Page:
The Chapel Hill News published a much abridged copy of this post on May 29, 2013.
In a late winter morning my phone buzzed with an ominous reminder: Don’t forget to register for the Chapel Hill softball league.
I love softball, but my team’s inaugural 2012 season was filled with errors, injuries, 14 losses and only two wins. We were bad enough that The Chapel Hill News published a series of columns in which I described the stooges who were George’s Pitches and the Pancake Batters. My phone was laughing at me.
Later that same day I ran into our catcher Ben and told him about my reminder.
“I know what we need this season,” he said. I expected him to say hitting, fielding, athleticism, awareness or some daunting combination of these, but he didn’t. “We need new uniforms.”
I quietly disagreed with his prioritization of last season’s $3 blank green shirts.
Within weeks, most of my teammates had recommitted to another season. We filled the open spots with a pitcher who promised to hit a few homers and bring along his uncle, a restaurateur who could go to the opposite field with power, and a nimble outfielder. On paper we looked much better.
As the season approached, I fired myself as manager because of our dismal first season and hired Ben. With his leadership, new uniforms were on their way along with a better, shorter name: the Pancake Batters.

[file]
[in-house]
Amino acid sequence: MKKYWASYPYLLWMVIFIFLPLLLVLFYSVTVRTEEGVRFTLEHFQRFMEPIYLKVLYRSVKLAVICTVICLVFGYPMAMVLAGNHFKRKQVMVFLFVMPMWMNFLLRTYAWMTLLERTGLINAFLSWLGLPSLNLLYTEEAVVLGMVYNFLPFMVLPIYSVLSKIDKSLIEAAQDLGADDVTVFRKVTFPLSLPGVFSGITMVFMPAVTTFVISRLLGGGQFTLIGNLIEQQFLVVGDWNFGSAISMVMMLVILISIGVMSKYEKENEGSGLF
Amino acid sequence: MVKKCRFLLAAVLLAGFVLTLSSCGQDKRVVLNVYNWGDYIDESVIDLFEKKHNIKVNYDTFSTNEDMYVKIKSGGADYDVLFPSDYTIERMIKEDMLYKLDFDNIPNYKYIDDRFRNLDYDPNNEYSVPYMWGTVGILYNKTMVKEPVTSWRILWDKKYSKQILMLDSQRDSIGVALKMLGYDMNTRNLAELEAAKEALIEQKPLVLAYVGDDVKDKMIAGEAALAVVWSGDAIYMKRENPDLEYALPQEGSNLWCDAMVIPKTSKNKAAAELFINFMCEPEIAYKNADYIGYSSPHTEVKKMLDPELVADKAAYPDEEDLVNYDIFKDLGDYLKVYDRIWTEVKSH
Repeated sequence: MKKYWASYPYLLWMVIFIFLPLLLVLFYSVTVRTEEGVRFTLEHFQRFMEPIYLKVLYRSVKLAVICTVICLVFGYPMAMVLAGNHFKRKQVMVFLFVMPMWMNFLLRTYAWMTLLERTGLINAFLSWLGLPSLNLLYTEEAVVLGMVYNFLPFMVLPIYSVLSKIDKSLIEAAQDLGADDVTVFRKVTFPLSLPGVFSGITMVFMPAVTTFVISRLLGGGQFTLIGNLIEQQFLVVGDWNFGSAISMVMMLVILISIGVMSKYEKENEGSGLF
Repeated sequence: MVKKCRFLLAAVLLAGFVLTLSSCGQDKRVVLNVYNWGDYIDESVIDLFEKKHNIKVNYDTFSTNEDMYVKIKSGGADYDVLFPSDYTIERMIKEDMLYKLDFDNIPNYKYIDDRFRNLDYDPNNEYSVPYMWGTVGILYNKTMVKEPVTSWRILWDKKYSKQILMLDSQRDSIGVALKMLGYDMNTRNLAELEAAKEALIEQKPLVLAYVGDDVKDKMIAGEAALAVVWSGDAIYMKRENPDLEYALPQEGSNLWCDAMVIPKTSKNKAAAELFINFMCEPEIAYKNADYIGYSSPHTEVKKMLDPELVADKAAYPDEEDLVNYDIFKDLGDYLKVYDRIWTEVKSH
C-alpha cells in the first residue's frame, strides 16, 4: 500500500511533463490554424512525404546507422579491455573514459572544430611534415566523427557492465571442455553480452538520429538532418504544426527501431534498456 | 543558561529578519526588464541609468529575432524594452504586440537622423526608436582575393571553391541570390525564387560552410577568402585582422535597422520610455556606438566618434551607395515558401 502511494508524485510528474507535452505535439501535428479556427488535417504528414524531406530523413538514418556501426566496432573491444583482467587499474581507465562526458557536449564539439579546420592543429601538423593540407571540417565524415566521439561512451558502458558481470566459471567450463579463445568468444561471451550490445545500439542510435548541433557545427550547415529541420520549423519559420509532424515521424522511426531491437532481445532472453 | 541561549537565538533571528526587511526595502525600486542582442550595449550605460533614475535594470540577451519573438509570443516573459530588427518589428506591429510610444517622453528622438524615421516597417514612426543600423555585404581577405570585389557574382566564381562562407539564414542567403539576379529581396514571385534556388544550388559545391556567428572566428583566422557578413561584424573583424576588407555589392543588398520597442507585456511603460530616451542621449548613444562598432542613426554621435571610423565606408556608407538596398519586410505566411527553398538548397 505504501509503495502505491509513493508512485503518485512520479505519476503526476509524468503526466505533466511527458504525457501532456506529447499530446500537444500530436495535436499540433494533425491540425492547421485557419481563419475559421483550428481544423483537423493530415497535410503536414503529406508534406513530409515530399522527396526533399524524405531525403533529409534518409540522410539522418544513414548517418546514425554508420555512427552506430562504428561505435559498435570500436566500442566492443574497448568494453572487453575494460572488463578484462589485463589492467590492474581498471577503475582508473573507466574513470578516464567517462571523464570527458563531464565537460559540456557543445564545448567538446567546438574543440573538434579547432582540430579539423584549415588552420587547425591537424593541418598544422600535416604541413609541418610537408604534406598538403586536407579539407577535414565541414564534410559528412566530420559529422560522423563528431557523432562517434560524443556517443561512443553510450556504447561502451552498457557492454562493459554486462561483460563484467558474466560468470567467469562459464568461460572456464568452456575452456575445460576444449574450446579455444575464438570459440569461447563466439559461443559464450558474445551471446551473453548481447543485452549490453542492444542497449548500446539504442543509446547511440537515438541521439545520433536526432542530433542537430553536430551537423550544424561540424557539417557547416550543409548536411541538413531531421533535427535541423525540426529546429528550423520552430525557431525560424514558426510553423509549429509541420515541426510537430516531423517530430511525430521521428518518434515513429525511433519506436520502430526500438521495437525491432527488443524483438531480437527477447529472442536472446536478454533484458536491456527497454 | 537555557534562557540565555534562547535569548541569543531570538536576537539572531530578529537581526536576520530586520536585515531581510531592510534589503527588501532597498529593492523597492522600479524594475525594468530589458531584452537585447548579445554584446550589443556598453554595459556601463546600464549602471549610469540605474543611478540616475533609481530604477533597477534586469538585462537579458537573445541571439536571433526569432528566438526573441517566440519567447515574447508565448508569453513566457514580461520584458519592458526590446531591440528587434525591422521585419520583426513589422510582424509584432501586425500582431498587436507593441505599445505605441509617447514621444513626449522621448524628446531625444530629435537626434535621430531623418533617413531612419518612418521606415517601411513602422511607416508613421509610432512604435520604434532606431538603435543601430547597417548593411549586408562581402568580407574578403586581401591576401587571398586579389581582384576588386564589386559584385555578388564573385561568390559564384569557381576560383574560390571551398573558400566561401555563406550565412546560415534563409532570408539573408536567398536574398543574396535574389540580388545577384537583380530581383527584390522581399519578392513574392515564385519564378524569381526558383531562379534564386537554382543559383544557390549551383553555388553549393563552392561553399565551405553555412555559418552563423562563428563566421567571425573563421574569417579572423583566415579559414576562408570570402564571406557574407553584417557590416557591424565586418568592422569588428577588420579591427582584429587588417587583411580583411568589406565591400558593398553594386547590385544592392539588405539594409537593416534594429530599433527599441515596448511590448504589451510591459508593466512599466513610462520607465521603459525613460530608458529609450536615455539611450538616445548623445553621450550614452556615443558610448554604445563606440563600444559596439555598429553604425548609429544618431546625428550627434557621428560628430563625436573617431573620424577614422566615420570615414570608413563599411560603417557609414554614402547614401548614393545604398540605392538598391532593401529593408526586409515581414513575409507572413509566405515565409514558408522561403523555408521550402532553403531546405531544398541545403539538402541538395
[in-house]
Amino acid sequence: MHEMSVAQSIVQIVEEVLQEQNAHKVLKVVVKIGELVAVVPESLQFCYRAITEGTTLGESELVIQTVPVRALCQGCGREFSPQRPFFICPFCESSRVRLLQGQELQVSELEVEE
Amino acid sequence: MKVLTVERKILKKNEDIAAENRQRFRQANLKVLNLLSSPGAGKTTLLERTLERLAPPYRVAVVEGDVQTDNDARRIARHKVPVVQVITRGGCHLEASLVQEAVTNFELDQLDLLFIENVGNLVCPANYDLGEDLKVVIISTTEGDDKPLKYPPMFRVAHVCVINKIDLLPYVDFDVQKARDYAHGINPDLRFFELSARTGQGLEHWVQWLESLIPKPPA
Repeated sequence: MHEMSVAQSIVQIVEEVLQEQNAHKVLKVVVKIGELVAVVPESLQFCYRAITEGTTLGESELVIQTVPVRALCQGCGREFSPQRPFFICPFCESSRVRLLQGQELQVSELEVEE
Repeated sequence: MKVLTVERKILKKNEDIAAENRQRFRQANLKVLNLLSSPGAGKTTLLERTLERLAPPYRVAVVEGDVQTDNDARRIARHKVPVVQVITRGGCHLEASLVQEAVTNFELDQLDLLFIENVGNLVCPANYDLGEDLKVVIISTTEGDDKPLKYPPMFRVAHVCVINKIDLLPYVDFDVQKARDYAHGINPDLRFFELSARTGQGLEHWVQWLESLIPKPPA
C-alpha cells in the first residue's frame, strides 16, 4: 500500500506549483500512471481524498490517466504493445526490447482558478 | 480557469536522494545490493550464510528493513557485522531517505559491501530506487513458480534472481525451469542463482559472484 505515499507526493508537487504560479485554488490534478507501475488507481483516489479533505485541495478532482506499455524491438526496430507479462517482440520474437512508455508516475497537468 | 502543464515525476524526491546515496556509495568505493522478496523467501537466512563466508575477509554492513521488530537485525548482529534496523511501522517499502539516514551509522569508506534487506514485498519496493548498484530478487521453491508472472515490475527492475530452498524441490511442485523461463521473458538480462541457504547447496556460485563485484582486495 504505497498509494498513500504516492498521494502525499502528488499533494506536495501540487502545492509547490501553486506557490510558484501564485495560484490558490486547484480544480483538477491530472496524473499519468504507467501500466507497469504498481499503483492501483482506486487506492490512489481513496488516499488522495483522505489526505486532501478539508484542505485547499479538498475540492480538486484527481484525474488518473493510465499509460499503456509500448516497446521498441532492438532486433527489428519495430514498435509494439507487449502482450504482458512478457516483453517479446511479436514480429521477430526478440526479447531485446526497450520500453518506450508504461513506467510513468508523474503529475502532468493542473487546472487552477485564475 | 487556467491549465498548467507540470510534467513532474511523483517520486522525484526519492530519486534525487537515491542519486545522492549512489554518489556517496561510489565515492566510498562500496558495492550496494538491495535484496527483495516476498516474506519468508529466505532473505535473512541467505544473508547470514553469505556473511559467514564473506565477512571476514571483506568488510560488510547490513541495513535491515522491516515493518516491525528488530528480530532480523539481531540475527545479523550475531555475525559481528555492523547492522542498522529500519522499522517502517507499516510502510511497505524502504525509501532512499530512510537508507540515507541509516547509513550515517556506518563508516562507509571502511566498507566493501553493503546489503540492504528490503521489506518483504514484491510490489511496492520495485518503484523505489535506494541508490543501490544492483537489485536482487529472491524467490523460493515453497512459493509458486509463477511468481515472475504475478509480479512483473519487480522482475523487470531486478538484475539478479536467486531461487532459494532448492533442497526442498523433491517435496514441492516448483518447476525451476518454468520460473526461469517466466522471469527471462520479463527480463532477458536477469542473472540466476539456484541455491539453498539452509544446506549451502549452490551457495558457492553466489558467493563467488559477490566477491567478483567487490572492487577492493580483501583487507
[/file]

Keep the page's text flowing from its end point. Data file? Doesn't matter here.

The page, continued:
We opened the season against Sutton’s FDH, one of 2012’s best teams. And you know what? We won.
Our veterans were elated, and our rookies said our expectations were too low. I could feel that same giddy confidence as when I saw that I was the youngest player by at least a decade at the 2012 preseason coaches meeting. How could we not win against much older men? How could we not keep on winning if we had upset Sutton’s on opening night?
I’ll tell you how. By losing many consecutive games.
In the next game we stormed back from a six-run deficit to tie newcomer Vinny’s in the last inning. I came to the plate with two outs and the winning run on third. I flew out to left-center field, and we lost in extra innings. Shortly after we lost another game in extra innings, and then we blew a five-run lead in the last inning while tempers flared.
Somewhere in the middle of all this, our most valuable player, our rookie pitcher, suddenly came down with a case of gout and missed a game.
“He said he would be back Monday,” Ben said, “but I think gout can put you out for life. We’ll see.”
Being the only other player willing to loft a softball from 50 feet away to men armed with metal bats, I proceeded to walk what seemed like a dozen hitters in three innings before Ben gave me the hook.
Our second baseman took over until he took a line drive to the sternum and went home. Ben had no choice but to put me, perhaps the worst option, back on the mound. I walked their lineup until the game ended by the mercy rule.
Before long we were 1-6 despite our pitcher’s return, so I figured it was time to write another column for The Chapel Hill News about being a loser.
They sent a photographer to shoot our rematch with Vinny’s, and our guys must have thought he was from Sports Illustrated because we put up nine runs in one inning. Minutes later an umpire ejected an opposing player after some sort of outburst.
Some guys just can’t handle losing to the Pancake Batters. We wouldn’t like it either if we had to play ourselves.